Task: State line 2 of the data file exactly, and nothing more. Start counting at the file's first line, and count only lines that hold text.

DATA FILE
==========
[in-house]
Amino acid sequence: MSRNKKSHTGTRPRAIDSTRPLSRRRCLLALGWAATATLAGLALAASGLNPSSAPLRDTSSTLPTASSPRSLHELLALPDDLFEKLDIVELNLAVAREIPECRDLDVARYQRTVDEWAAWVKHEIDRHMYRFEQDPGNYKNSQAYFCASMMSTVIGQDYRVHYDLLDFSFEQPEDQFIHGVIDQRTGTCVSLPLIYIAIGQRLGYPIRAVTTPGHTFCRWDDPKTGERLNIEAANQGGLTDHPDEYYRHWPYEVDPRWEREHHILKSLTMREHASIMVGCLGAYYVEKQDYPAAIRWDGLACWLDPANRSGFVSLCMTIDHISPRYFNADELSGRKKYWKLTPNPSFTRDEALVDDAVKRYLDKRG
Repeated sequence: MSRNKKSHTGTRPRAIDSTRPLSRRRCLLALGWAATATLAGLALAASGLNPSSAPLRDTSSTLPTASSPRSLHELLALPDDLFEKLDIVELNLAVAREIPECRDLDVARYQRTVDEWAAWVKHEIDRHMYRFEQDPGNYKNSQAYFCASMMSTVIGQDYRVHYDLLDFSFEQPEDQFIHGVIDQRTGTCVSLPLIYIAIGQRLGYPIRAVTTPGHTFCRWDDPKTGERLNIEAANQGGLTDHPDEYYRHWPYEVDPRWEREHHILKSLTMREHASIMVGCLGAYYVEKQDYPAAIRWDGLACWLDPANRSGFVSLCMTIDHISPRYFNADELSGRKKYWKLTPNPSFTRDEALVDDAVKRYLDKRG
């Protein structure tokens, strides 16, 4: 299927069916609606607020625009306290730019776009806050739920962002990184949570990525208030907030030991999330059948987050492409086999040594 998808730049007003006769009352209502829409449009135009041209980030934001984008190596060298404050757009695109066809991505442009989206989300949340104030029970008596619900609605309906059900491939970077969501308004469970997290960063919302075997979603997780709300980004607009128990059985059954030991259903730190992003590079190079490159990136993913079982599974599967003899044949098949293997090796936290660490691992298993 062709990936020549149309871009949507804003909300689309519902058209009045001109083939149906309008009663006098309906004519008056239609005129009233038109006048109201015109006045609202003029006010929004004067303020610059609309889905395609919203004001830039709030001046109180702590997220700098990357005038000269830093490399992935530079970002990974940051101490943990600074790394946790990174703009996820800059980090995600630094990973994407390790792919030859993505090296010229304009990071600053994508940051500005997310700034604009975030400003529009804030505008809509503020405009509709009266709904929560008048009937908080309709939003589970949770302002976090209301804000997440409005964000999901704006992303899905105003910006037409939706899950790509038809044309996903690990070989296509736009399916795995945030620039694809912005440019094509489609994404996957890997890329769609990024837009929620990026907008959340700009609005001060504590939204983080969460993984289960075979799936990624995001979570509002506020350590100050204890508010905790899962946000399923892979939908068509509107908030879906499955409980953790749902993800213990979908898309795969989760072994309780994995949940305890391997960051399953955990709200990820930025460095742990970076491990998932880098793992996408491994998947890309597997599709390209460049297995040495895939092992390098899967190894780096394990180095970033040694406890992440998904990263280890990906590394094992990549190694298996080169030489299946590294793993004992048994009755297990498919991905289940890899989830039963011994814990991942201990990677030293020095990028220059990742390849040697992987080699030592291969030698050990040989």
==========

Amino acid sequence: MSRNKKSHTGTRPRAIDSTRPLSRRRCLLALGWAATATLAGLALAASGLNPSSAPLRDTSSTLPTASSPRSLHELLALPDDLFEKLDIVELNLAVAREIPECRDLDVARYQRTVDEWAAWVKHEIDRHMYRFEQDPGNYKNSQAYFCASMMSTVIGQDYRVHYDLLDFSFEQPEDQFIHGVIDQRTGTCVSLPLIYIAIGQRLGYPIRAVTTPGHTFCRWDDPKTGERLNIEAANQGGLTDHPDEYYRHWPYEVDPRWEREHHILKSLTMREHASIMVGCLGAYYVEKQDYPAAIRWDGLACWLDPANRSGFVSLCMTIDHISPRYFNADELSGRKKYWKLTPNPSFTRDEALVDDAVKRYLDKRG